This is a very loose recipe, that you can follow to a “T” or subtly manipulate according to your tastes and preference. I can confidently say that the end result I came to was Tre-approved, thank god! I don’t have a picture yet, though I will hopefully snap one when I make this dish again. Curries aren’t inherently beautiful to look at…. I consider them to be beautiful on the inside. But please trust me when I say this is worth trying, especially if you love curry as much as I do!

Pineapple Chicken CurryPineapple

  • 2 tbsp olive oil
  • 2 chicken breasts, cut into 1 inch cubes
  • 1 medium sized onion, sliced
  • 1 red bell pepper, sliced
  • 1 garlic clove, sliced
  • 1 tsp fresh ginger (or dash ginger powder)
  • 1 cup pineapple, diced (or substitute mango)
  • 1/4 cup water or chicken stock
  • Salt
  • Pepper
  • Spices to taste *
* I used a combination of dashes of garlic powder, onion powder, cinnamon, clove, chili pepper powder, crushed red pepper flakes, curry powder, and cumin powder. Use any combination of spices you might enjoy or the ones I’ve listed.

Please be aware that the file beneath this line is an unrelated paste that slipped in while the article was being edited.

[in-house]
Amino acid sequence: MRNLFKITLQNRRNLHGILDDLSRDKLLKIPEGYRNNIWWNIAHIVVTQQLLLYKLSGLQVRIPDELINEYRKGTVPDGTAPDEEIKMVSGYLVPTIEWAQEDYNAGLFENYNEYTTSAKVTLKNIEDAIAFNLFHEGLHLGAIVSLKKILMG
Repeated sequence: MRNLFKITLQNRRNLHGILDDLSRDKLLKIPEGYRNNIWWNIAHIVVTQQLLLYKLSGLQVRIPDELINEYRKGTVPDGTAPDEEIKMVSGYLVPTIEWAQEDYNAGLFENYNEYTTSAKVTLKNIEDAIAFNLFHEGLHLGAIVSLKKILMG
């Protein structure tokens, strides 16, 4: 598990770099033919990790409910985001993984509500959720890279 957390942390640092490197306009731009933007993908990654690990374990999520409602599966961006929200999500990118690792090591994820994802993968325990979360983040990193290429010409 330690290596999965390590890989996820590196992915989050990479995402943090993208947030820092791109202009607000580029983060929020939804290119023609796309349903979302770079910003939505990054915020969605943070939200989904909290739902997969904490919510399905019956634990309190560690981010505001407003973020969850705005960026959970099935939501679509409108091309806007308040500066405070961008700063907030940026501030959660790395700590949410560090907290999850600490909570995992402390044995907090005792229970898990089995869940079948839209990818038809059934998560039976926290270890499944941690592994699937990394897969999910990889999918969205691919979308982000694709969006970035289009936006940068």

1. In a large non stick wok or skillet, heat olive oil over medium heat. Add onions, garlic, and ginger and sauté until lightly browned.
  2. Add chicken pieces and red pepper. Mix in salt and pepper to taste and add spices one at a time, mixing in between each spice to avoid buildup. Sauté until chicken is cooked through, about 10 minutes, stirring occasionally.
  3. When chicken is fully cooked, stir in pineapple pieces and water (or chicken stock) and simmer for a few minutes.

Genome map: Better spuds on the way

19 Jul




Genome map: Better spuds on the way.

In a shameless plug for my favorite science news site, posted this article today on one of my loves, potatoes! Tre and I indulge in these spuds multiple times a week, whether we roast them, mash them, fry them (occasionally). While mapping the potato genome may not have immediate implications in my culinary world, it’s cool science…. and I love to see one of my favorites getting some face time!

Been a While!

19 Jul